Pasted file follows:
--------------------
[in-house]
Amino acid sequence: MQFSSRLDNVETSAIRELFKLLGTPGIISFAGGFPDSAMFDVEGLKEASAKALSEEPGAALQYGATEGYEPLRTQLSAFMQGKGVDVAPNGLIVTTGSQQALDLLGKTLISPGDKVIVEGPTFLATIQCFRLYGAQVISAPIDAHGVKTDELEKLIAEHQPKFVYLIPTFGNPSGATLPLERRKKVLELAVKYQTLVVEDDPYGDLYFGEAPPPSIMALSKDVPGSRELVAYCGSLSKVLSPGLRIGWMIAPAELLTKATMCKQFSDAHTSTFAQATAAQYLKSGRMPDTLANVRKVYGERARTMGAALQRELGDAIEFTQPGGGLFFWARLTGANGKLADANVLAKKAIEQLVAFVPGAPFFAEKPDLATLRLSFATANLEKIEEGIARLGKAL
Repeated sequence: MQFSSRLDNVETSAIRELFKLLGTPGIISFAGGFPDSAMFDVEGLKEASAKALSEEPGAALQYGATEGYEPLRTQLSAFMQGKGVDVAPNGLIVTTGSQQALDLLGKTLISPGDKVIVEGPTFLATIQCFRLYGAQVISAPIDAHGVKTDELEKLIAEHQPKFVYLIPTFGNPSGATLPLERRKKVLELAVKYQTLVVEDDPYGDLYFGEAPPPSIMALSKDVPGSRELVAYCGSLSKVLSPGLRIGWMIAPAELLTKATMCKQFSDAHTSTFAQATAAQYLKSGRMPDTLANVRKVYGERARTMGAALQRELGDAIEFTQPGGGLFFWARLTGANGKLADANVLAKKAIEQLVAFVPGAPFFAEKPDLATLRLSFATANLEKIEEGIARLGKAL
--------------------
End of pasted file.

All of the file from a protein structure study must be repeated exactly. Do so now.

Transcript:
[in-house]
Amino acid sequence: MQFSSRLDNVETSAIRELFKLLGTPGIISFAGGFPDSAMFDVEGLKEASAKALSEEPGAALQYGATEGYEPLRTQLSAFMQGKGVDVAPNGLIVTTGSQQALDLLGKTLISPGDKVIVEGPTFLATIQCFRLYGAQVISAPIDAHGVKTDELEKLIAEHQPKFVYLIPTFGNPSGATLPLERRKKVLELAVKYQTLVVEDDPYGDLYFGEAPPPSIMALSKDVPGSRELVAYCGSLSKVLSPGLRIGWMIAPAELLTKATMCKQFSDAHTSTFAQATAAQYLKSGRMPDTLANVRKVYGERARTMGAALQRELGDAIEFTQPGGGLFFWARLTGANGKLADANVLAKKAIEQLVAFVPGAPFFAEKPDLATLRLSFATANLEKIEEGIARLGKAL
Repeated sequence: MQFSSRLDNVETSAIRELFKLLGTPGIISFAGGFPDSAMFDVEGLKEASAKALSEEPGAALQYGATEGYEPLRTQLSAFMQGKGVDVAPNGLIVTTGSQQALDLLGKTLISPGDKVIVEGPTFLATIQCFRLYGAQVISAPIDAHGVKTDELEKLIAEHQPKFVYLIPTFGNPSGATLPLERRKKVLELAVKYQTLVVEDDPYGDLYFGEAPPPSIMALSKDVPGSRELVAYCGSLSKVLSPGLRIGWMIAPAELLTKATMCKQFSDAHTSTFAQATAAQYLKSGRMPDTLANVRKVYGERARTMGAALQRELGDAIEFTQPGGGLFFWARLTGANGKLADANVLAKKAIEQLVAFVPGAPFFAEKPDLATLRLSFATANLEKIEEGIARLGKAL